C Fribbens, I Garcia Murillas, M Beaney, S Hrebien, B O'Leary, L Kilburn, K Howarth, M Epstein, E Green, N Rosenfeld, A Ring, S Johnston, N Turner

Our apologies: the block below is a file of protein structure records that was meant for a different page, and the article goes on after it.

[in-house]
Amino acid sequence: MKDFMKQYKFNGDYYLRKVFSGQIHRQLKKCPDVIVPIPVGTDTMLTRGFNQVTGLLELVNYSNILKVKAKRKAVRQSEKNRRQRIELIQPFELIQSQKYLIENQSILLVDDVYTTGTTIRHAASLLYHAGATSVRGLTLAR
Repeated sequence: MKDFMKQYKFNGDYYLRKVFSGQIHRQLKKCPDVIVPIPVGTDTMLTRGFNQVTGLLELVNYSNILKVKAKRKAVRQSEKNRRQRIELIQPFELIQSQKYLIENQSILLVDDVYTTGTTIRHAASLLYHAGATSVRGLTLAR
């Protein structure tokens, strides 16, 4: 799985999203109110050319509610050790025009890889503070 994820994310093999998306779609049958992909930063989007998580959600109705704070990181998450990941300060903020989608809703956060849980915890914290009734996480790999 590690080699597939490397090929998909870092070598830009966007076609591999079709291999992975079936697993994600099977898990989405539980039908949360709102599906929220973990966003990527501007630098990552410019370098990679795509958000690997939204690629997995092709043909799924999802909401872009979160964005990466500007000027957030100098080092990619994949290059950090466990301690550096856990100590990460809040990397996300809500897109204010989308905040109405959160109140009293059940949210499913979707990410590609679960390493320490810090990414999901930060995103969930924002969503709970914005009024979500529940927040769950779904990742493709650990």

Background: Selection of resistance mutations may play a major role in the development of endocrine resistance. ESR1 mutations are rare in primary breast cancer but have high prevalence in patients treated with aromatase inhibitors (AI) for advanced breast cancer. We investigated the evolution of genetic resistance to the first-line AI therapy using sequential ctDNA sampling in patients with advanced breast cancer. Patients and methods: Eighty-three patients on the first-line AI therapy for metastatic breast cancer were enrolled in a prospective study. Plasma samples were collected every 3 months to disease progression and ctDNA analysed by digital droplet PCR and enhanced tagged-amplicon sequencing (eTAm-Seq). Mutations identified in progression samples by sequencing were tracked back through samples before progression to study the evolution of mutations on therapy. The frequency of novel mutations was validated in an independent cohort of available baseline plasma samples in the Study of Faslodex versus Exemestane with or without Arimidex (SoFEA) trial, which enrolled patients with prior sensitivity to AI. Results: Of the 39 patients who progressed on the first-line AI, 56.4% (22/39) had ESR1 mutations detectable at progression, which were polyclonal in 40.9% (9/22) patients. In serial tracking, ESR1 mutations were detectable median 6.7 months (95% confidence interval 3.7-NA) before clinical progression. Utilising eTAm-Seq ctDNA sequencing of progression plasma, ESR1 mutations were demonstrated to be sub-clonal in 72.2% (13/18) patients. Mutations in RAS genes were identified in 15.4% (6/39) of progressing patients (4 KRAS, 1 HRAS, 1 NRAS). In SoFEA, KRAS mutations were detected in 21.2% (24/113) patients although there was no evidence that KRAS mutation status was prognostic for progression free or overall survival. Conclusions: Cancers progressing on the first-line AI show high levels of genetic heterogeneity, with frequent sub-clonal mutations. Sub-clonal KRAS mutations are found at high frequency. The genetic diversity of AI resistant cancers may limit subsequent targeted therapy approaches.